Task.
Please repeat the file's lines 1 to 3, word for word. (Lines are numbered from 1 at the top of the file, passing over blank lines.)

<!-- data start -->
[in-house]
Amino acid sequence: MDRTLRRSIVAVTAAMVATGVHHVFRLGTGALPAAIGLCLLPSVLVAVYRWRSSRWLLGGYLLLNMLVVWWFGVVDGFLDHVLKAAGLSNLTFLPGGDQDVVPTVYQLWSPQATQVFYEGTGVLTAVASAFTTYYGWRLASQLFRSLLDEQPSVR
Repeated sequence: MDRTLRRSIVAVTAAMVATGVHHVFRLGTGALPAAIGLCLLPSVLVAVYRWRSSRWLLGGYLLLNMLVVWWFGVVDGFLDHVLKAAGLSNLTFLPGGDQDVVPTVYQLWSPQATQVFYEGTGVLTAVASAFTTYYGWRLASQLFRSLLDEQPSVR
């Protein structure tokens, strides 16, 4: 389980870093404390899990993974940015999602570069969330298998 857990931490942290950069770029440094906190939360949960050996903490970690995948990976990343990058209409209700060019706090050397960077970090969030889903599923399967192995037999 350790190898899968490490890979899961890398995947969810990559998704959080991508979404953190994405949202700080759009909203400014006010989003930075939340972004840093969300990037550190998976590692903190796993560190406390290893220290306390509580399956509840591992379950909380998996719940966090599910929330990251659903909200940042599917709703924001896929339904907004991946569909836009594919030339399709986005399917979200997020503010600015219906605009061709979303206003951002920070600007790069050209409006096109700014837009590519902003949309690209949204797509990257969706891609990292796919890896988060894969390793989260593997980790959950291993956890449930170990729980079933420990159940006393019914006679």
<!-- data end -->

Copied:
[in-house]
Amino acid sequence: MDRTLRRSIVAVTAAMVATGVHHVFRLGTGALPAAIGLCLLPSVLVAVYRWRSSRWLLGGYLLLNMLVVWWFGVVDGFLDHVLKAAGLSNLTFLPGGDQDVVPTVYQLWSPQATQVFYEGTGVLTAVASAFTTYYGWRLASQLFRSLLDEQPSVR
Repeated sequence: MDRTLRRSIVAVTAAMVATGVHHVFRLGTGALPAAIGLCLLPSVLVAVYRWRSSRWLLGGYLLLNMLVVWWFGVVDGFLDHVLKAAGLSNLTFLPGGDQDVVPTVYQLWSPQATQVFYEGTGVLTAVASAFTTYYGWRLASQLFRSLLDEQPSVR